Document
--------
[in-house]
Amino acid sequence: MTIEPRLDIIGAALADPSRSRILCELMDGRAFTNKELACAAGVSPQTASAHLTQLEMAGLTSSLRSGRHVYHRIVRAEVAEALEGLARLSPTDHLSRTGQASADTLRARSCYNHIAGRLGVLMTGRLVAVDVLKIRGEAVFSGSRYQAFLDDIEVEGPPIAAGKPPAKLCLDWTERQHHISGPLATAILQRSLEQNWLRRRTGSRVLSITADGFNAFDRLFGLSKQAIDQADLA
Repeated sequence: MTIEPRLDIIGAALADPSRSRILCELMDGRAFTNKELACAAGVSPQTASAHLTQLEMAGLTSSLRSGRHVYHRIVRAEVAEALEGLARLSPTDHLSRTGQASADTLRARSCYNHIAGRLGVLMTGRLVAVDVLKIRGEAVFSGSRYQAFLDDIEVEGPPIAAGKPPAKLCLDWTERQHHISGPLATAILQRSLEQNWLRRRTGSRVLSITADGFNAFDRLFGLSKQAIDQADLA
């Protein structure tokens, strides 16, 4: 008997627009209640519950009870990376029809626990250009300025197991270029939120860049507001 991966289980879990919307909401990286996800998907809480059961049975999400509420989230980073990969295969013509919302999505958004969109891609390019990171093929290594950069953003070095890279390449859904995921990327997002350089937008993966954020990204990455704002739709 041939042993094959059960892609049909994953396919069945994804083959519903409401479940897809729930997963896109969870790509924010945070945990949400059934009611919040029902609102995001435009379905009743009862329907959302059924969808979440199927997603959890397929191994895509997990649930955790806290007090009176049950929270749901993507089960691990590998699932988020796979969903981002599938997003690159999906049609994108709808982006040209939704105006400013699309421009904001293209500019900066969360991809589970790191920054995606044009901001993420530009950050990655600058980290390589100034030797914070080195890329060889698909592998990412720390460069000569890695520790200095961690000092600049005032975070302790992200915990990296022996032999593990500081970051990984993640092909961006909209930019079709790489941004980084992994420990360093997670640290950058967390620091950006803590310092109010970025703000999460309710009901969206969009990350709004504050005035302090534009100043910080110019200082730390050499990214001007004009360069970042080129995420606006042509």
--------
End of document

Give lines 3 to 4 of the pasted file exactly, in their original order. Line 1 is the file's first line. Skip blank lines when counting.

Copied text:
Repeated sequence: MTIEPRLDIIGAALADPSRSRILCELMDGRAFTNKELACAAGVSPQTASAHLTQLEMAGLTSSLRSGRHVYHRIVRAEVAEALEGLARLSPTDHLSRTGQASADTLRARSCYNHIAGRLGVLMTGRLVAVDVLKIRGEAVFSGSRYQAFLDDIEVEGPPIAAGKPPAKLCLDWTERQHHISGPLATAILQRSLEQNWLRRRTGSRVLSITADGFNAFDRLFGLSKQAIDQADLA
């Protein structure tokens, strides 16, 4: 008997627009209640519950009870990376029809626990250009300025197991270029939120860049507001 991966289980879990919307909401990286996800998907809480059961049975999400509420989230980073990969295969013509919302999505958004969109891609390019990171093929290594950069953003070095890279390449859904995921990327997002350089937008993966954020990204990455704002739709 041939042993094959059960892609049909994953396919069945994804083959519903409401479940897809729930997963896109969870790509924010945070945990949400059934009611919040029902609102995001435009379905009743009862329907959302059924969808979440199927997603959890397929191994895509997990649930955790806290007090009176049950929270749901993507089960691990590998699932988020796979969903981002599938997003690159999906049609994108709808982006040209939704105006400013699309421009904001293209500019900066969360991809589970790191920054995606044009901001993420530009950050990655600058980290390589100034030797914070080195890329060889698909592998990412720390460069000569890695520790200095961690000092600049005032975070302790992200915990990296022996032999593990500081970051990984993640092909961006909209930019079709790489941004980084992994420990360093997670640290950058967390620091950006803590310092109010970025703000999460309710009901969206969009990350709004504050005035302090534009100043910080110019200082730390050499990214001007004009360069970042080129995420606006042509």